Beijing postpones a requirement that PC makers preinstall Green Dam software for filtering Internet content. But it may be just a temporary reprieve.
China has indefinitely delayed enforcement of a requirement that PC makers preinstall Green Dam-Youth Escort software that experts believe would have screened not just Internet pornography but also some online political content.
The reprieve, announced by China's Ministry of Industry and Information Technology, according to reports in The New York Times and the Associated Press, came just one day before the preinstallation rule was to go into effect.
But thus far the reprieve appears temporary: the ministry said the delay will give computer makers more time to comply with the rule, and the government also will continue to equip school and cybercafe computers with the software, according to the New York Times report.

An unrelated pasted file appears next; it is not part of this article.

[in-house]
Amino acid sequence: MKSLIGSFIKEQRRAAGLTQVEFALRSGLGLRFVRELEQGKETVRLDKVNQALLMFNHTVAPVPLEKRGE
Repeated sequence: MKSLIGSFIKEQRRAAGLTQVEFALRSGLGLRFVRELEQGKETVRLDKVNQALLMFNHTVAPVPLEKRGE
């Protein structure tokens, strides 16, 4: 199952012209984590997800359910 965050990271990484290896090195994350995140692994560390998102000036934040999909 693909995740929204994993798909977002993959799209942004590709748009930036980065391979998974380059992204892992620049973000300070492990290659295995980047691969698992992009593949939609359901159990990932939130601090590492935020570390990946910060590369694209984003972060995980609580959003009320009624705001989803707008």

Experts have warned that the Green Dam software poses security risks, and last week, the U.S. Trade Representative protested that Green Dam violates World Trade Organization rules
PC makers had been cagey about their plans to comply with the rule to install the software. Technical and other objections must be weighed against business concerns, and China is a large and growing market. Companies that deal directly with Internet content have been in the hot seat for years, and Google has had to wrestle with new Chinese censorship requirements this month.